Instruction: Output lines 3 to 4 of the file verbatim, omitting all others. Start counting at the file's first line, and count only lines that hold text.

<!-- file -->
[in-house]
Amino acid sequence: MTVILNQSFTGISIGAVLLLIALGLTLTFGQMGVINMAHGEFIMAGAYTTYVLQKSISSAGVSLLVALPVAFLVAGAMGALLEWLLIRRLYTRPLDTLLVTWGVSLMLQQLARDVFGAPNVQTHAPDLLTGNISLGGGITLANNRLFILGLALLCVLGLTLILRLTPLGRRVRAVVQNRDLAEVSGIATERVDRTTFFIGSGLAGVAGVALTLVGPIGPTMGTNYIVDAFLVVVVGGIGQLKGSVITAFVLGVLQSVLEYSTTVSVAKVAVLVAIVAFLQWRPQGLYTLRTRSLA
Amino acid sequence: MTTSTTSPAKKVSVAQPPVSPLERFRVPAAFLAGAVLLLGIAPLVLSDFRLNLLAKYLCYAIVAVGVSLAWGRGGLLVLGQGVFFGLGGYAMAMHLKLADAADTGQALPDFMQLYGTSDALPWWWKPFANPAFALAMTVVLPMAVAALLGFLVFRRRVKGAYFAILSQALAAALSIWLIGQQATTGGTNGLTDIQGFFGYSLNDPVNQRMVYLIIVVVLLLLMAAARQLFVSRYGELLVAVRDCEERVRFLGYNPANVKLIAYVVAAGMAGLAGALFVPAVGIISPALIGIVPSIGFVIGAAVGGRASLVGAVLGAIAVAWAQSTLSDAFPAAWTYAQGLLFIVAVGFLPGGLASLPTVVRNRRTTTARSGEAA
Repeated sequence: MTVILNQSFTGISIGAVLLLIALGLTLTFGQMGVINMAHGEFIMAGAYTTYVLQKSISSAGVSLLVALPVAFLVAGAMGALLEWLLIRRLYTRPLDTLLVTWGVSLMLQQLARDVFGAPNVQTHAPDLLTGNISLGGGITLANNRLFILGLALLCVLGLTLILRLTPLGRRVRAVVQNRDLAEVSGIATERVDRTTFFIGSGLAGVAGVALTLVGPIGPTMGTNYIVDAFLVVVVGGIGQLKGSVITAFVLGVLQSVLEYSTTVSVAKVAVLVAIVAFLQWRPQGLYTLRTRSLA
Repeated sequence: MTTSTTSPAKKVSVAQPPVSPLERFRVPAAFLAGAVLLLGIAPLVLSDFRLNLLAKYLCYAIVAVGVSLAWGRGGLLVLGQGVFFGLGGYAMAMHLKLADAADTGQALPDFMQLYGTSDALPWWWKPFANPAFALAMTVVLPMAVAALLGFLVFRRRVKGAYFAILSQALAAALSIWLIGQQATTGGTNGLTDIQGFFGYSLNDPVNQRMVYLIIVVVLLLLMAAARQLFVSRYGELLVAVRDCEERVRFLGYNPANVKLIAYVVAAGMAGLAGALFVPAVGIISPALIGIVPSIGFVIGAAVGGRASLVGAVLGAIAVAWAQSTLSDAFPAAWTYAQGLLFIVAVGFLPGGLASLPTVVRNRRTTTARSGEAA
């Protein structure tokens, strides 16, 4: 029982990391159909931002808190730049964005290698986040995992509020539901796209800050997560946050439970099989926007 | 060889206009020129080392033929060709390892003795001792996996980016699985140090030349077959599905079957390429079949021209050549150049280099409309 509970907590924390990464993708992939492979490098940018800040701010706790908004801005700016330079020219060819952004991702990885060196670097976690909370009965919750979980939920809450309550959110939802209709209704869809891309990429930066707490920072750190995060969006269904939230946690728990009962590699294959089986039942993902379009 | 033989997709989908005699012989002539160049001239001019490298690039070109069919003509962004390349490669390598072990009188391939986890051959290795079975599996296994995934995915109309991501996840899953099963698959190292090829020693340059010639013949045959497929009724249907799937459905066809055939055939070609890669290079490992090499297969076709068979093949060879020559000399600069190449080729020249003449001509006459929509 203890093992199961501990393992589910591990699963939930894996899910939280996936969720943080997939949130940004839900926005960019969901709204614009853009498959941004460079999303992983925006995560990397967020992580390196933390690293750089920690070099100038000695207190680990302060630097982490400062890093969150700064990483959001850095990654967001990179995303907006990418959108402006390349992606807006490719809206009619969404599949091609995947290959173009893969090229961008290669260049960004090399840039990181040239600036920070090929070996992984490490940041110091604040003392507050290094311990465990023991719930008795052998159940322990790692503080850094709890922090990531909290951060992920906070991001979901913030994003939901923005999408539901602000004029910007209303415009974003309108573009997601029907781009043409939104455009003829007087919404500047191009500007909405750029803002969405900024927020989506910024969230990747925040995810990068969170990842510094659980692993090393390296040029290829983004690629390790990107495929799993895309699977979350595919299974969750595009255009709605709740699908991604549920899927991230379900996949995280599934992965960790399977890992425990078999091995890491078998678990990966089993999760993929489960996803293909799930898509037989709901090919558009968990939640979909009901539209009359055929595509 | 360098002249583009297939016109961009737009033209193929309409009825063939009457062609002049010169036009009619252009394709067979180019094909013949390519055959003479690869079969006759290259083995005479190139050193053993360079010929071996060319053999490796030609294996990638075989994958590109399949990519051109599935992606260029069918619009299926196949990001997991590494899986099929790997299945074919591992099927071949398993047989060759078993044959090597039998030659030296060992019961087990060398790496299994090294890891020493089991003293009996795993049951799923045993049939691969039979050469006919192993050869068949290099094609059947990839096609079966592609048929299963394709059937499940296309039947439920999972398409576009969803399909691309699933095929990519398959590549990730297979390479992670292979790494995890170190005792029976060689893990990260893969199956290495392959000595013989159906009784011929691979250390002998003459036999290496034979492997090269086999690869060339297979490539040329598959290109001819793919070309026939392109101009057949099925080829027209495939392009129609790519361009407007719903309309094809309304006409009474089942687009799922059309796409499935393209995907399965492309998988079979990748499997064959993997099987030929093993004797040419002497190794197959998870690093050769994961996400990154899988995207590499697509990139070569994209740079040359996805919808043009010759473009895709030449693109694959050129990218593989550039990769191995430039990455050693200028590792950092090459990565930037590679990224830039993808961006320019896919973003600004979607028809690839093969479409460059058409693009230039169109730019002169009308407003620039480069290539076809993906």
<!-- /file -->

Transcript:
Amino acid sequence: MTTSTTSPAKKVSVAQPPVSPLERFRVPAAFLAGAVLLLGIAPLVLSDFRLNLLAKYLCYAIVAVGVSLAWGRGGLLVLGQGVFFGLGGYAMAMHLKLADAADTGQALPDFMQLYGTSDALPWWWKPFANPAFALAMTVVLPMAVAALLGFLVFRRRVKGAYFAILSQALAAALSIWLIGQQATTGGTNGLTDIQGFFGYSLNDPVNQRMVYLIIVVVLLLLMAAARQLFVSRYGELLVAVRDCEERVRFLGYNPANVKLIAYVVAAGMAGLAGALFVPAVGIISPALIGIVPSIGFVIGAAVGGRASLVGAVLGAIAVAWAQSTLSDAFPAAWTYAQGLLFIVAVGFLPGGLASLPTVVRNRRTTTARSGEAA
Repeated sequence: MTVILNQSFTGISIGAVLLLIALGLTLTFGQMGVINMAHGEFIMAGAYTTYVLQKSISSAGVSLLVALPVAFLVAGAMGALLEWLLIRRLYTRPLDTLLVTWGVSLMLQQLARDVFGAPNVQTHAPDLLTGNISLGGGITLANNRLFILGLALLCVLGLTLILRLTPLGRRVRAVVQNRDLAEVSGIATERVDRTTFFIGSGLAGVAGVALTLVGPIGPTMGTNYIVDAFLVVVVGGIGQLKGSVITAFVLGVLQSVLEYSTTVSVAKVAVLVAIVAFLQWRPQGLYTLRTRSLA